The Killing Floor was intended as the pilot for a series of dramatic television films on American labor history — ” Made in U.S.A.” — to be produced by Elsa Rassbach for PBS. For several years in the 70s Rassbach worked at WGBH developing treatments and securing funding from National Endowment for the Humanities and other sources.
Based on research by noted labor historians, she and African-American writer Leslie Lee produced a script for The Killing Floor, but before the film could be made Rassbach had to resolve funding issues posed by the insistence of PBS that private sources must contribute more than public sources and the condition imposed by WGBH that private funds must not include support from labor unions. These restrictions led to an outcry in 1980 from historians and the media which resulted in the allowance of support for The Killing Floor from thirty labor unions and the AFL-CIO.
Even with labor and public support, the production was underfunded.Screenwriter Leslie Lee, director Bill Duke, and the largely black cast agreed to work at halfscale in order to get this film made about race and labor issues in Chicago’s stockyards. The film was aired to four million viewers on American Playhouse and received general critical acclaim. It has received many awards, including the Sundance Film Festival, and was invited to the Cannes Film Festival.
Not a documentary but a dramatization of historical events — the migration of southern black workers to Chicago, their employment in the stockyards, tensions between them and white workers, efforts to organize them into racially-integrated unions, the impact on these workers of military service in World War I, the race riot in Chicago during the ‘Red Summer’ of 1919 —The Killing Floor tells an important and compelling story about a neglected chapter of American labor history.
Though the The Killing Floor is based on actual events and is derived from documents such as transcripts of hearings on the riot, personal and newspaper accounts and letters, screenwriter Leslie Lee acknowledged that he took some liberties, especially in developing the characters. Historian Steven Brier objects to this mingling of fact and fiction, referring to the film as an “example of leftists’ uncritical judgment of a labor history film… We should not suspend our critical judgment about a history film’s ‘truth status’ simply because the filmmaker’s heart is in the right place or he has chosen to depict a working-class subject or theme.”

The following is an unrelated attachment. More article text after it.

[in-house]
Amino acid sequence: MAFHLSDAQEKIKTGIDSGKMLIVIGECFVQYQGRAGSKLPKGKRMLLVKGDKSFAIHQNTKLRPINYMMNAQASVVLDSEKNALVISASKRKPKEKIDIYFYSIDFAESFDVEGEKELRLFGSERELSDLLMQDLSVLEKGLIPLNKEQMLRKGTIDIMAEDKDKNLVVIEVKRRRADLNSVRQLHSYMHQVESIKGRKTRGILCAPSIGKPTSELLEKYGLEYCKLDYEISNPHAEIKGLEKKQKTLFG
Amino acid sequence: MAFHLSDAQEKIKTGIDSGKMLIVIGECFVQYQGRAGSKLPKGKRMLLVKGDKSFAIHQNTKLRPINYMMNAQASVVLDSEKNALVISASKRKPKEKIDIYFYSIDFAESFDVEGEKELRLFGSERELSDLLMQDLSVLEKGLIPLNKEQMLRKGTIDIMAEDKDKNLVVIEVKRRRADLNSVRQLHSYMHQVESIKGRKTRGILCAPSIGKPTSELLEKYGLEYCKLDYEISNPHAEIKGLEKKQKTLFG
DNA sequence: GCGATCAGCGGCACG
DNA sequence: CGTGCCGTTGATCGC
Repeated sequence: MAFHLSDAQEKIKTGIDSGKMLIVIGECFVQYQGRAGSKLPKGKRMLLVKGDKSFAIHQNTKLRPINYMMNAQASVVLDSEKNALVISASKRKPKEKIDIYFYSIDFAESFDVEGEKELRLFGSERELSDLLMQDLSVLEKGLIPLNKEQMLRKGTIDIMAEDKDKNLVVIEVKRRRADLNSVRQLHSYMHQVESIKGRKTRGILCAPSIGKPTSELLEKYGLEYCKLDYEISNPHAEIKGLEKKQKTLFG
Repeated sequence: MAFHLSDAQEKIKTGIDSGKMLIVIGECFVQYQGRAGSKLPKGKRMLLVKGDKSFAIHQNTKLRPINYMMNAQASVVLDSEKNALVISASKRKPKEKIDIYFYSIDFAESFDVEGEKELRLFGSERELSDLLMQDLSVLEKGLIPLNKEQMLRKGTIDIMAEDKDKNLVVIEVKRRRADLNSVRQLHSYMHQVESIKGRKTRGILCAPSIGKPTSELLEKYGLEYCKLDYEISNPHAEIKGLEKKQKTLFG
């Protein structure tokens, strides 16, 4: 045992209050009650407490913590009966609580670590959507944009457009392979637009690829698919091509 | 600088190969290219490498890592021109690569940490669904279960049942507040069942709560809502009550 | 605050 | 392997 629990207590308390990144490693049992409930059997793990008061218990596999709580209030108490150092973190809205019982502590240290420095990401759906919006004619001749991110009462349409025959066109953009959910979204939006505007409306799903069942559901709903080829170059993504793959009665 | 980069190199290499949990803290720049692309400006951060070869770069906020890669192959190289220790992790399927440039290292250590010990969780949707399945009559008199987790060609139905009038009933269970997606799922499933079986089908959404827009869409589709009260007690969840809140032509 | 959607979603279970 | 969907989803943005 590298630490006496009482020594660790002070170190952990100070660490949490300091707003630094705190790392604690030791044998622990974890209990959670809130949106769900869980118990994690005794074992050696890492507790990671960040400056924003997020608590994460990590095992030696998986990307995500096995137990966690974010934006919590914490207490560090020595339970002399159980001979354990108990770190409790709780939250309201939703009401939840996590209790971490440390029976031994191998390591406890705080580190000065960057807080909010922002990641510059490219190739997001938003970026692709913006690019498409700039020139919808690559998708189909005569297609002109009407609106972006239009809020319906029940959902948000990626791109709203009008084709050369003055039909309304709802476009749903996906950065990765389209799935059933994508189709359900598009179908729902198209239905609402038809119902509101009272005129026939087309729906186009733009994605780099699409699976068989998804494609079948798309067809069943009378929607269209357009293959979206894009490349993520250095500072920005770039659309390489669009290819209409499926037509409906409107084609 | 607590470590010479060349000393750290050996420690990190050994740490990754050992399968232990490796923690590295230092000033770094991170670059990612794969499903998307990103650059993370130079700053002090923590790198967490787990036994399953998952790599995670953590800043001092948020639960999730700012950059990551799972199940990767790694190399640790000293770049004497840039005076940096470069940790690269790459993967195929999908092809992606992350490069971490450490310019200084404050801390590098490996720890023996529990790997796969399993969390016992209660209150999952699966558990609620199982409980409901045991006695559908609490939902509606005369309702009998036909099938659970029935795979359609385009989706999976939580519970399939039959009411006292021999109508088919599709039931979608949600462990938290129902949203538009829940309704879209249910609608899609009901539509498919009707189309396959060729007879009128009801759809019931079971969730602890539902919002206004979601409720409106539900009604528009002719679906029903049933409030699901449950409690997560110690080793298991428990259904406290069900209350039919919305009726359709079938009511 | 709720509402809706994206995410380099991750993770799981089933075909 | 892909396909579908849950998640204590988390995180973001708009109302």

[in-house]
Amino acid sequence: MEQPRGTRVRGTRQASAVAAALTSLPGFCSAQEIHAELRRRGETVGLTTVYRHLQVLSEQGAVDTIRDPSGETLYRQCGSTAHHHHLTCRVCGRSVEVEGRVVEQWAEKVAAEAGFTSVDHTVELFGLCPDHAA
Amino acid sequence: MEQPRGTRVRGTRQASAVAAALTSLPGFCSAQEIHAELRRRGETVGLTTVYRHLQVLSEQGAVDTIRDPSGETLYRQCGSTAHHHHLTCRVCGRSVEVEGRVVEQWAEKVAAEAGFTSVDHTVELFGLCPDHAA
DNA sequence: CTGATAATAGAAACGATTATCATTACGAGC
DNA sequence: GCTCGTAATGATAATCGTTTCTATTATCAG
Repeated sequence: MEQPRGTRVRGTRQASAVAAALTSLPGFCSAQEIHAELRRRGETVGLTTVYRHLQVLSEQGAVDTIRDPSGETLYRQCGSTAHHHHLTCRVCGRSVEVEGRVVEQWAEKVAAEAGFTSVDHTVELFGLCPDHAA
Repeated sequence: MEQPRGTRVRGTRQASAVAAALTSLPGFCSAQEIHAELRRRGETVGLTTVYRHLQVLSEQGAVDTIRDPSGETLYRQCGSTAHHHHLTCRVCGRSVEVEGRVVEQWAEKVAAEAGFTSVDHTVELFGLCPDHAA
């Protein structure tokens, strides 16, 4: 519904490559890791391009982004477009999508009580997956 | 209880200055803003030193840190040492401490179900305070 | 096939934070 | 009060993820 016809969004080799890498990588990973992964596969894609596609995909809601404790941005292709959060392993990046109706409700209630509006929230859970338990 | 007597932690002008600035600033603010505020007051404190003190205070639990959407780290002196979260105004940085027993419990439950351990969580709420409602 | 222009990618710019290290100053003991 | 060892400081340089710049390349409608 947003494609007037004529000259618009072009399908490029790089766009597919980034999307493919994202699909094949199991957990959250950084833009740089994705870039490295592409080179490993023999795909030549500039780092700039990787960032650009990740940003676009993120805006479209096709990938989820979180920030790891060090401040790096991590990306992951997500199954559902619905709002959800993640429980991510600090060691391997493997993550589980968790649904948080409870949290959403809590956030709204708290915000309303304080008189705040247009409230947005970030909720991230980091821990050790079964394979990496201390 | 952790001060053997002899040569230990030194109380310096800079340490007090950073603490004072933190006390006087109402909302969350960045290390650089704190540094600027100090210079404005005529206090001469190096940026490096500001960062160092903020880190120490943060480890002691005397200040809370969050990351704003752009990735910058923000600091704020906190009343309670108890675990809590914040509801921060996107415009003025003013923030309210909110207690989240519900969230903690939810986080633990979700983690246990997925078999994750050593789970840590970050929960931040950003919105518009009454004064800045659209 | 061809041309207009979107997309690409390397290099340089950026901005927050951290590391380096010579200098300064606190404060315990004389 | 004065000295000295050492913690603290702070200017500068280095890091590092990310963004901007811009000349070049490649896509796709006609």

It would have been interesting to see whether Brier’s critique extended to Rassbach’s other labor stories, but she never got to tell them. Her program on New England female textile workers in the 1840s, Lost Eden, was rejected by WGBH, whose president happened to be James Lowell — heir to the textile mill depicted in the film. Her program on the great 1892 steel strike, Homestead, with a script developed with Phil Rosenberg, never made it to broadcast. (In 1997 PBS did air a program not on the strike, though it is mentioned, but on Andrew Carnegie — The Richest Man in the World).
So I am not surprised to note that Ken Burns blurs or ignores labor issues in his programs and I do not look for him to produce for PBS a series on US labor history such as Rassbach’s projected Made in USA.
An unanticipated consequence of screening The Killing Floor at the Dryden Theatre, soon after its release, has been the 30-year collaboration between George Eastman House and the Rochester Labor Council, presenting 316 labor films to 36,000 viewers since 1989. *
Meanwhile Elsa Rassbach continues to do important documentary work on drone warfare, war resistance, and the Palestinian-Israeli struggle. She lives and works in Berlin, where she runs a program for GIs at US bases in Germany and is active in Code Pink and No to Nato.
* numbers updated 7/25/19